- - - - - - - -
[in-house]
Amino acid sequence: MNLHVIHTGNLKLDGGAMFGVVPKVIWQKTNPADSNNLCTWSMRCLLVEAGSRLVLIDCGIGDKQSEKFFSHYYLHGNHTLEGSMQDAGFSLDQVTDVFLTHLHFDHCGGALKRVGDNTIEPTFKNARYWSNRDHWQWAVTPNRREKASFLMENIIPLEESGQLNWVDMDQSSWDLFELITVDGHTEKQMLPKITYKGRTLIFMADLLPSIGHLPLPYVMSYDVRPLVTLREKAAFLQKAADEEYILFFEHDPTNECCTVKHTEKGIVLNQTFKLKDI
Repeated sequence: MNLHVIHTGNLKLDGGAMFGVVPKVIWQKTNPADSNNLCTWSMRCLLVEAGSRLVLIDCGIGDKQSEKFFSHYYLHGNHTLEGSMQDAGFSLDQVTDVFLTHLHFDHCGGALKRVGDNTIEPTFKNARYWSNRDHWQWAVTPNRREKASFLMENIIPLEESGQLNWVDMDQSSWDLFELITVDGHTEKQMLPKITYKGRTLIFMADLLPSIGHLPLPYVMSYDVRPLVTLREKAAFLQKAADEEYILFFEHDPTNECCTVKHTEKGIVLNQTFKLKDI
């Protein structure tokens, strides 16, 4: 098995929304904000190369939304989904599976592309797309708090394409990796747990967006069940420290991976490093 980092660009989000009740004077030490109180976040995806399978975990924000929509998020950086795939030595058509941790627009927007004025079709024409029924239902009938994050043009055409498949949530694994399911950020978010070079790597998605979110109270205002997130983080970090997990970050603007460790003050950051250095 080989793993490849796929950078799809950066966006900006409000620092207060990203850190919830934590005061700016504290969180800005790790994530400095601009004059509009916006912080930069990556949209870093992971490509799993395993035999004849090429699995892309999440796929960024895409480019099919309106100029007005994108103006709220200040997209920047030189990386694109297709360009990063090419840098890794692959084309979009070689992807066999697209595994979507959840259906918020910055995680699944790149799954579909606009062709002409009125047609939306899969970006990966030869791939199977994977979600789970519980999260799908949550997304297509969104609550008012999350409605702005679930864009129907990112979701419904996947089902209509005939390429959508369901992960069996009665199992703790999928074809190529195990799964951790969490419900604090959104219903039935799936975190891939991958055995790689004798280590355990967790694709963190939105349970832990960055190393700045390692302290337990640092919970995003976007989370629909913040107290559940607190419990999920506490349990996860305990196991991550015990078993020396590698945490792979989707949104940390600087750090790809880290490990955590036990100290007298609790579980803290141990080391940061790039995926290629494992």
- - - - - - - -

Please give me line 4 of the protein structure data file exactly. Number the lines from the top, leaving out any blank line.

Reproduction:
């Protein structure tokens, strides 16, 4: 098995929304904000190369939304989904599976592309797309708090394409990796747990967006069940420290991976490093 980092660009989000009740004077030490109180976040995806399978975990924000929509998020950086795939030595058509941790627009927007004025079709024409029924239902009938994050043009055409498949949530694994399911950020978010070079790597998605979110109270205002997130983080970090997990970050603007460790003050950051250095 080989793993490849796929950078799809950066966006900006409000620092207060990203850190919830934590005061700016504290969180800005790790994530400095601009004059509009916006912080930069990556949209870093992971490509799993395993035999004849090429699995892309999440796929960024895409480019099919309106100029007005994108103006709220200040997209920047030189990386694109297709360009990063090419840098890794692959084309979009070689992807066999697209595994979507959840259906918020910055995680699944790149799954579909606009062709002409009125047609939306899969970006990966030869791939199977994977979600789970519980999260799908949550997304297509969104609550008012999350409605702005679930864009129907990112979701419904996947089902209509005939390429959508369901992960069996009665199992703790999928074809190529195990799964951790969490419900604090959104219903039935799936975190891939991958055995790689004798280590355990967790694709963190939105349970832990960055190393700045390692302290337990640092919970995003976007989370629909913040107290559940607190419990999920506490349990996860305990196991991550015990078993020396590698945490792979989707949104940390600087750090790809880290490990955590036990100290007298609790579980803290141990080391940061790039995926290629494992």